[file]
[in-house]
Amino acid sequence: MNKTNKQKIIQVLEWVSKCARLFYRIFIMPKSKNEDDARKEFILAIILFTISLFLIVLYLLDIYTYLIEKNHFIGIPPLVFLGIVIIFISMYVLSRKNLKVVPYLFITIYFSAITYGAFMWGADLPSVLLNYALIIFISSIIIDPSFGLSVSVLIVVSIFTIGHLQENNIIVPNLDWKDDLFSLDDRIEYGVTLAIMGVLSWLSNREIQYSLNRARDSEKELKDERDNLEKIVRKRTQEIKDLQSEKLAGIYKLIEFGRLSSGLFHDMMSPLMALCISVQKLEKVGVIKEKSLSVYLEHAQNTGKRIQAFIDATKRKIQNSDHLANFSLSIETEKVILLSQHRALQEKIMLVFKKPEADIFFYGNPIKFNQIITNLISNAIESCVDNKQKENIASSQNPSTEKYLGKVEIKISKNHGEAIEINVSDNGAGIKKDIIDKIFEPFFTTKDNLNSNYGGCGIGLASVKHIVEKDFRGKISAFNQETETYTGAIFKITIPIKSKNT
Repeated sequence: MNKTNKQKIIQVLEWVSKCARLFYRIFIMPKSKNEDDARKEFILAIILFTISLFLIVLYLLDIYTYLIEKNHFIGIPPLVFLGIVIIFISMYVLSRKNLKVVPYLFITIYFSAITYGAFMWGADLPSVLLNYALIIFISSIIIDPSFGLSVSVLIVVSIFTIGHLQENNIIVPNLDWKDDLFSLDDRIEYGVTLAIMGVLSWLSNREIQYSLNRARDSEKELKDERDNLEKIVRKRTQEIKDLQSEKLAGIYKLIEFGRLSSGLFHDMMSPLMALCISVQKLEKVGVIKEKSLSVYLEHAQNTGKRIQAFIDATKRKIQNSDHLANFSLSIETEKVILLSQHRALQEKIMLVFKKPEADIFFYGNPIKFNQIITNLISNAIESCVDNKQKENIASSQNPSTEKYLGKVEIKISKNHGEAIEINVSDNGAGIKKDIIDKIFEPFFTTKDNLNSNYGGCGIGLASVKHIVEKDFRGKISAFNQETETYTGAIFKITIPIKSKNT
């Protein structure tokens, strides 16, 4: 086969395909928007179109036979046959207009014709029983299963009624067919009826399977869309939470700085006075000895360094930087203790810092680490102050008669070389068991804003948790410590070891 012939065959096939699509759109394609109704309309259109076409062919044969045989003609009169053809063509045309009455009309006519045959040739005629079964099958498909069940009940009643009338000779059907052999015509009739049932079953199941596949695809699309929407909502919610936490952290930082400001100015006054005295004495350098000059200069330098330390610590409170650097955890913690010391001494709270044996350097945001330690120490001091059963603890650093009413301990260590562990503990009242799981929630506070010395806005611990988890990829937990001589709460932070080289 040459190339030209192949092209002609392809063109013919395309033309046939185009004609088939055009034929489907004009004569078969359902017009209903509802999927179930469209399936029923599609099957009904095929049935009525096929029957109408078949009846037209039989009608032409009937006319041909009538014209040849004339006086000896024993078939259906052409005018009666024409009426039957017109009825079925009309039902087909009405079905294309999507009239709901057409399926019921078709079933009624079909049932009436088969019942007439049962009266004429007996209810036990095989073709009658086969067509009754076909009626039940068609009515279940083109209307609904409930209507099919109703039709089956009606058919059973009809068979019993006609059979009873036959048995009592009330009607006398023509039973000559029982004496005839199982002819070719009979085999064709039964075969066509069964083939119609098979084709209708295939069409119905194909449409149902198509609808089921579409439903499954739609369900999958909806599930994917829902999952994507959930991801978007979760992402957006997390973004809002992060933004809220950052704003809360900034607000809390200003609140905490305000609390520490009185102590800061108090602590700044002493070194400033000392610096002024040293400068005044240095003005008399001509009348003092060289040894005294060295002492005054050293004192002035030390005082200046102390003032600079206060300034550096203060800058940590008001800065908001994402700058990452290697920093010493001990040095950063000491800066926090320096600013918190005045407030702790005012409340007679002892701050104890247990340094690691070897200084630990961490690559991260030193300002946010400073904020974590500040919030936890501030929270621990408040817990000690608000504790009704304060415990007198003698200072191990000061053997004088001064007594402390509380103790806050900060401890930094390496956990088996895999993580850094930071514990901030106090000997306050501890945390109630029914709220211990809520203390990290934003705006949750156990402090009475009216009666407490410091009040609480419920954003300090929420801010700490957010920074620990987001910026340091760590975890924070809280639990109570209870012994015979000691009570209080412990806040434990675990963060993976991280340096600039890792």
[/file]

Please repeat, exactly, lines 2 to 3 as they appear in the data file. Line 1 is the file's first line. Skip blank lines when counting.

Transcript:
Amino acid sequence: MNKTNKQKIIQVLEWVSKCARLFYRIFIMPKSKNEDDARKEFILAIILFTISLFLIVLYLLDIYTYLIEKNHFIGIPPLVFLGIVIIFISMYVLSRKNLKVVPYLFITIYFSAITYGAFMWGADLPSVLLNYALIIFISSIIIDPSFGLSVSVLIVVSIFTIGHLQENNIIVPNLDWKDDLFSLDDRIEYGVTLAIMGVLSWLSNREIQYSLNRARDSEKELKDERDNLEKIVRKRTQEIKDLQSEKLAGIYKLIEFGRLSSGLFHDMMSPLMALCISVQKLEKVGVIKEKSLSVYLEHAQNTGKRIQAFIDATKRKIQNSDHLANFSLSIETEKVILLSQHRALQEKIMLVFKKPEADIFFYGNPIKFNQIITNLISNAIESCVDNKQKENIASSQNPSTEKYLGKVEIKISKNHGEAIEINVSDNGAGIKKDIIDKIFEPFFTTKDNLNSNYGGCGIGLASVKHIVEKDFRGKISAFNQETETYTGAIFKITIPIKSKNT
Repeated sequence: MNKTNKQKIIQVLEWVSKCARLFYRIFIMPKSKNEDDARKEFILAIILFTISLFLIVLYLLDIYTYLIEKNHFIGIPPLVFLGIVIIFISMYVLSRKNLKVVPYLFITIYFSAITYGAFMWGADLPSVLLNYALIIFISSIIIDPSFGLSVSVLIVVSIFTIGHLQENNIIVPNLDWKDDLFSLDDRIEYGVTLAIMGVLSWLSNREIQYSLNRARDSEKELKDERDNLEKIVRKRTQEIKDLQSEKLAGIYKLIEFGRLSSGLFHDMMSPLMALCISVQKLEKVGVIKEKSLSVYLEHAQNTGKRIQAFIDATKRKIQNSDHLANFSLSIETEKVILLSQHRALQEKIMLVFKKPEADIFFYGNPIKFNQIITNLISNAIESCVDNKQKENIASSQNPSTEKYLGKVEIKISKNHGEAIEINVSDNGAGIKKDIIDKIFEPFFTTKDNLNSNYGGCGIGLASVKHIVEKDFRGKISAFNQETETYTGAIFKITIPIKSKNT